Monday, November 9, 2009

Hayei Sara

We have been reading the parashot this year through the lens of language - the power of words.

Big Idea #1:
  • Stories can change depending on the storyteller and the audience. That there are different versions does not necessarily mean one is true and others are not.

In Nechama Leibowitz' discussion of this parasha she compares the words Avraham uses in talking to his servant with the words the servant (Eliezer) uses in describing the task to the family of Rivka. You can read the commentary here. What are the similarities? What are the differences? What do you think explains why certain words or phrases are different in the two versions?

Essential Questions:
  1. Have you ever told a story more than once?
  2. Does it always sound the same?
  3. What might be the reasons the story changes from one occasion to another?
  4. Is there a person in your family who is the "custodian" of family stories? Who gets to say, "That's not how it happened!"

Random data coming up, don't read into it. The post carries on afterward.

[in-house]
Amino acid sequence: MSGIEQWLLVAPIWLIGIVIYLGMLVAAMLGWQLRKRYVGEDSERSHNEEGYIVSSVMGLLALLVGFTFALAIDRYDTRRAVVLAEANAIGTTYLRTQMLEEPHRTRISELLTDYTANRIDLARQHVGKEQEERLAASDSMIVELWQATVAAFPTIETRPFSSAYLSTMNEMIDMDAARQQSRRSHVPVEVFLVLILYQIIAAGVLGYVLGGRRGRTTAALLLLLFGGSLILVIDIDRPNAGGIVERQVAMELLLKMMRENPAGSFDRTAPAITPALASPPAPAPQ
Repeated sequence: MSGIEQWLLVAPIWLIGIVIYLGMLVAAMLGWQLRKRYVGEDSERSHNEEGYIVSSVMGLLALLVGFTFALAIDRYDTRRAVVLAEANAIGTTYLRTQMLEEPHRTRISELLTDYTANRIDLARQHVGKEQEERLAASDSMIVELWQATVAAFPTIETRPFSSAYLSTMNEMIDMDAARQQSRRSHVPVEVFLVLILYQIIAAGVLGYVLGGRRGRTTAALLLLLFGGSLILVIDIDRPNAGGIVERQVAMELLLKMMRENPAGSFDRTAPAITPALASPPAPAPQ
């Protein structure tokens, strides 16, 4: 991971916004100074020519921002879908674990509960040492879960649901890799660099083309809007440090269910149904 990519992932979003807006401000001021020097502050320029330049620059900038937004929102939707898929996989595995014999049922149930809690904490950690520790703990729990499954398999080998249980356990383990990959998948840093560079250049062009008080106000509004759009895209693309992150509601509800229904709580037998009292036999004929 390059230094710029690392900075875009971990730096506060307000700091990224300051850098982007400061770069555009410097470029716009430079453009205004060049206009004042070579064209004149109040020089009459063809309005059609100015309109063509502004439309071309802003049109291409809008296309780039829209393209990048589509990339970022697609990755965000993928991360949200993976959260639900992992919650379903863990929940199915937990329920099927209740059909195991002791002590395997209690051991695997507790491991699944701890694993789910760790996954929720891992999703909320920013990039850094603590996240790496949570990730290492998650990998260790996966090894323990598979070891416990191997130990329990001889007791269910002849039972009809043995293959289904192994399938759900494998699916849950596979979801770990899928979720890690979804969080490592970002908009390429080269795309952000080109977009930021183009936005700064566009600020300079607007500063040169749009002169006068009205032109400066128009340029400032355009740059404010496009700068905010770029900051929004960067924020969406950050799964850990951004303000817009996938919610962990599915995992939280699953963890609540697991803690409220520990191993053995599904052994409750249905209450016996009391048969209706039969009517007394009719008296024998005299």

5. How does your position in the family affect your "ownership" of the family stories? How are family stories preserved?
Big Idea #2
  • People differ in the way they respond to life experiences.
Essential Questions:
  1. What are some of the experiences Sarah had in her life?
  2. Do you know people who have had the same concrete experiences, either good or bad, but whose response to those experiences is different? How can you explain this?
  3. How can the way one responds to an event affect what comes afterward?
  4. What are some lessons in Torah, in Jewish wisdom and thought, which can help us respond appropriately to life events?
Big Idea #3
  • Not all important ideas or events are broadcast loudly and clearly. Sometimes they are not so obvious at first glance
Essential Questions:
  1. According to the Torah, who buried Avraham?
  2. What, if anything, surprised you about this?
  3. Do you believe this incident symbolizes a reconciliation between the brothers? Explain your opinion.
  4. What are some occasions in family life that might lead to separation? to reconciliation? What are some ideas we can use to encourage shlom bayit, peaceful relationships within a family?

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